Chase Rice will continue to tour despite facing backlash from fans and peers for his packed concert in east Tennessee over the weekend. However, the country music star said he’ll be taking additional safety precautions moving forward.
“What’s up y’all, Chase here. I just want to address my show on Saturday night,” Rice told his 1 million Instagram followers.
The “Lonely If You Are” singer stirred up controversy for sharing footage from his first in-person concert in months that showed hundreds of fans singing along without masks. No one appeared to be social distancing.
“Everybody had a blast, but then once I posted the video a lot of people seeing that online had a big problem with how the show looked, how the show went down,” Rice continued.
“I understand that there are a lot of varying opinions, a lot of different opinions on COVID-19, how it works with live music, crowds and what all that looks like,” he added. “My biggest thing is y’all. Y’all are why I get to write songs, why I get to tour the country, why I get to do live shows and sing these songs to you guys and you guys sing them back. You guys are everything to me so your safety is a huge, huge priority.”
The “Eyes on You” crooner announced his next live performance in Kentucky on Friday will be a drive-in show in order to ensure the safety of fans.
“Take your trucks, take your cars, you have your own space, you can get out of your cars, you can get out of your trucks and party with me. Please do sing the songs, but stay in your own space, stay with the people you came with,” he said.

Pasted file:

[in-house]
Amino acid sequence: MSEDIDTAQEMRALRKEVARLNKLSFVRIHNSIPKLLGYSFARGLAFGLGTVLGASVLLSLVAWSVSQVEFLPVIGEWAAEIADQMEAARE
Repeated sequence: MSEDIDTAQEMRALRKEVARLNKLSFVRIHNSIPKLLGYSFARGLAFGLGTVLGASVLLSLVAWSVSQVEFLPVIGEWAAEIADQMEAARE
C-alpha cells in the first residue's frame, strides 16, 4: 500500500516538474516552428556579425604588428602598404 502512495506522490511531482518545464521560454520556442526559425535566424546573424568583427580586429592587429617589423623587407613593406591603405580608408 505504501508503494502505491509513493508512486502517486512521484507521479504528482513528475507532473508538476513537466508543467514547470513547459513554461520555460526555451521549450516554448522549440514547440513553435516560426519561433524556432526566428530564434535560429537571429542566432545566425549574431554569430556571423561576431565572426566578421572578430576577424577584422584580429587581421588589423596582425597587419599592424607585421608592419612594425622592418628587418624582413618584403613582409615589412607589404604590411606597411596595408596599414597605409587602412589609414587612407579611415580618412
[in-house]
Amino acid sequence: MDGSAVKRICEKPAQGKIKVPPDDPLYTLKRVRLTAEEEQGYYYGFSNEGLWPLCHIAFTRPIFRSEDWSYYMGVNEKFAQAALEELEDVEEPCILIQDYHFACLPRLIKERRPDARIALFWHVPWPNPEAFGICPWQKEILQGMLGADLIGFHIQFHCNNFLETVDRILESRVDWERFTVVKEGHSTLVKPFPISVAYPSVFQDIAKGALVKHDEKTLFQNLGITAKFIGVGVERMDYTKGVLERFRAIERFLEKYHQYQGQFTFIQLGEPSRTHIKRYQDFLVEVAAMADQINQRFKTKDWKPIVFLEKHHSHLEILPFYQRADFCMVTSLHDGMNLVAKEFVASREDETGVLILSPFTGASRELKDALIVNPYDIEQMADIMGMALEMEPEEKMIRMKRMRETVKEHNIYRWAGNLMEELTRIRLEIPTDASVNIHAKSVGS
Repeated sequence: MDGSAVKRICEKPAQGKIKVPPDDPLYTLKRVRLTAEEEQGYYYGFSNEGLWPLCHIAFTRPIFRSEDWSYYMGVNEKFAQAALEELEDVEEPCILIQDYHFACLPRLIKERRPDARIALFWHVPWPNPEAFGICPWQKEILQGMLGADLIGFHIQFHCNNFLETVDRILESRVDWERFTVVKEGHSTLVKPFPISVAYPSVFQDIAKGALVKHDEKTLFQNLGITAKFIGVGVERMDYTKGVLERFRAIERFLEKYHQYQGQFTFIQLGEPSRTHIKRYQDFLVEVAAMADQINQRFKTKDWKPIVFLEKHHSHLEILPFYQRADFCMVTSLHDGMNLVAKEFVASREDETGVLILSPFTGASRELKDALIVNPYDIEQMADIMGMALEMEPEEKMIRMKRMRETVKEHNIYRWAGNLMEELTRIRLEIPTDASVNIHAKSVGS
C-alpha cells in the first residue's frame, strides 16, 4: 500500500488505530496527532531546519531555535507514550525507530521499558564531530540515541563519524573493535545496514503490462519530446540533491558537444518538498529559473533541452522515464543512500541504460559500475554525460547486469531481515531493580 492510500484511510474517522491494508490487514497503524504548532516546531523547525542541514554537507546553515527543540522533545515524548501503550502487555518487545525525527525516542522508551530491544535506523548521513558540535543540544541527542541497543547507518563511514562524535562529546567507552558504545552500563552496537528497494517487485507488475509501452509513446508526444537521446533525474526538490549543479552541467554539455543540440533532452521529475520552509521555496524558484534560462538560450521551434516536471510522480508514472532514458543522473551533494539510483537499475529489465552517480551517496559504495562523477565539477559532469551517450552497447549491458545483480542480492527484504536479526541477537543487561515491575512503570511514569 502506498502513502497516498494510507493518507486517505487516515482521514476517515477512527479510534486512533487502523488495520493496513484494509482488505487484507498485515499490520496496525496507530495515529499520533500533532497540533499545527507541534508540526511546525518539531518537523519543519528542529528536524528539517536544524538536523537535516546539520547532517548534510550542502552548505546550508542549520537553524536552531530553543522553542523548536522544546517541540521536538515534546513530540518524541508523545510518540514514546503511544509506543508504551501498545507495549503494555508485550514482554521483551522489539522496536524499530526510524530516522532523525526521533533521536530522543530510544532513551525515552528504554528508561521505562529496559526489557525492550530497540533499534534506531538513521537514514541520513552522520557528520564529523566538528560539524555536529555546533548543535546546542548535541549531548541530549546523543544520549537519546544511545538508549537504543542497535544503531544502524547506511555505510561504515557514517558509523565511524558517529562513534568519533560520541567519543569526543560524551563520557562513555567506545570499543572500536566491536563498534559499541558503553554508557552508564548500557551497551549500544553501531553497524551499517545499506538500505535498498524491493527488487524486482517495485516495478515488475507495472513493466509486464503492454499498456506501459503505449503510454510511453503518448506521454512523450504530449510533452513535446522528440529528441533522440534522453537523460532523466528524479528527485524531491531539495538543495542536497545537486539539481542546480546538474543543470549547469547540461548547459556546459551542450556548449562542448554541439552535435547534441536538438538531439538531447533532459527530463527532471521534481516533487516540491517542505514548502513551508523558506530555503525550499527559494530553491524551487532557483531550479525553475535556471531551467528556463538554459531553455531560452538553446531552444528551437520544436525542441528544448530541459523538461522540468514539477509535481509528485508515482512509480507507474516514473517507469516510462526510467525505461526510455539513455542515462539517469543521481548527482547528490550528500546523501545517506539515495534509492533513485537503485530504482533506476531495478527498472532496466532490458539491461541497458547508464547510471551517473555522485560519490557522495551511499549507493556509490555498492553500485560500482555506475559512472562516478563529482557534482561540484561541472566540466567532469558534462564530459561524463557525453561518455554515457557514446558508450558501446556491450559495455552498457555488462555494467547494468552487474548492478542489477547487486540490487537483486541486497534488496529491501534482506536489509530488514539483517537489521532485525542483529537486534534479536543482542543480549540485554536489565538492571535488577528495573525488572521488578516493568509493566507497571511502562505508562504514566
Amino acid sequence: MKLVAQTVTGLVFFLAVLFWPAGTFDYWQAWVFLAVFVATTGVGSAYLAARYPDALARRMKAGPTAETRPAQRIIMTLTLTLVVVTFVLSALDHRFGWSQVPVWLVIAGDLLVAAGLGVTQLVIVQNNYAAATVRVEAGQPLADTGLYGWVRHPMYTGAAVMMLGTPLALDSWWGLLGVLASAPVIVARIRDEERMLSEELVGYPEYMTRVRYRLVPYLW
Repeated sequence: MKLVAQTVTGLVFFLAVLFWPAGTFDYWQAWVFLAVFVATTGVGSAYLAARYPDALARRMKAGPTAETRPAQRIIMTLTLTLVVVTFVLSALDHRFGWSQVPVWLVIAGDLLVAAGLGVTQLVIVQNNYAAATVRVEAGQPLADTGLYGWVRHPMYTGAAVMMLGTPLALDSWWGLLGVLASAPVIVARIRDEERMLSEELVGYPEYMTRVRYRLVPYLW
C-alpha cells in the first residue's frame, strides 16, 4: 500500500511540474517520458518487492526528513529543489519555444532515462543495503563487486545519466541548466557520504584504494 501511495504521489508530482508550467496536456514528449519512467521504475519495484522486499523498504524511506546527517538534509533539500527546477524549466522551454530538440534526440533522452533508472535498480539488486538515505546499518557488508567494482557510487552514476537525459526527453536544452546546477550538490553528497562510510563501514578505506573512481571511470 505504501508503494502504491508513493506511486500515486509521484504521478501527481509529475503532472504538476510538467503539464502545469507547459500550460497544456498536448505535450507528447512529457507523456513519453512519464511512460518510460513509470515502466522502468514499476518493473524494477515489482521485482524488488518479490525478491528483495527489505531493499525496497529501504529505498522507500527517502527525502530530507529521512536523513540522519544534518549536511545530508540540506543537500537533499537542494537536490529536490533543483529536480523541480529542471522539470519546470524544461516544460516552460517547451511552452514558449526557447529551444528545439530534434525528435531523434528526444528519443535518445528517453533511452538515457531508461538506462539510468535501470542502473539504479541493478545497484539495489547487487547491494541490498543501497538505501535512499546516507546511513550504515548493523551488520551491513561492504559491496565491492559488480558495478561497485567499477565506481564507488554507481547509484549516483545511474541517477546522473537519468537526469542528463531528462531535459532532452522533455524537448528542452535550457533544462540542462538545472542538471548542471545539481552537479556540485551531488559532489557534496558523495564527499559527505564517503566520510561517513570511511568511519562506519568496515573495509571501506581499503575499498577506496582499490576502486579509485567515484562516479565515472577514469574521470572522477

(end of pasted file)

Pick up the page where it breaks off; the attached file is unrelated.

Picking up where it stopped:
Rice told his fans “the safer we are now, the quicker that we get to go to actual normal live shows, which I know we all want.
“So, thank you guys for understanding, please go by the rules, please go by the laws on this Friday show coming up and the shows moving forward,” he concluded.
Singer Kelsea Ballerini was among the country singers who slammed Rice for “being selfish” and putting “thousands of people’s health at risk” with Saturday’s performance.
Imagine being selfish enough to put thousands of people’s health at risk, not to mention the potential ripple effect, and play a NORMAL country concert right now. @ChaseRiceMusic, We all want (and need) to tour. We just care about our fans and their families enough to wait. 🤷🏼♀️ https://t.co/eJaLnGu28k— Kelsea Ballerini (@KelseaBallerini) June 28, 2020
A spokesperson for the venue where Rice played told the Los Angeles Times “numerous” safety precautions were taken.
“All local requirements were abided by for the recent concert, and numerous precautions were taken. We drastically reduced our maximum venue capacity of 10,000 to 4,000 maximum capacity (lower than the state’s advisement of 50 percent) with less than 1,000 in attendance Saturday night, providing ample space in the outdoor lawn area for fans to spread out to their own comfort level,” a representative for the Historic Brushy Mountain State Penitentiary said. “All guests were given temperature checks prior to entering the venue and free hand sanitizer was provided to everyone at entry.”
Tennessee has allowed concert venues to open at below 50 percent capacity.
The Brushy Mountain spokesperson added they “were unable to further enforce the physical distancing recommended in the signage posted across the property and are looking into future alternative scenarios that further protect the attendees, artists and their crews and our employees.”
Another country star, Chris Janson, was also slammed for playing a jam-packed festival on Saturday night in Idaho. Organizers of the event told Billboard all legally required precautions were taken.
Watch — Chase Rice called out for crowded concert footage:
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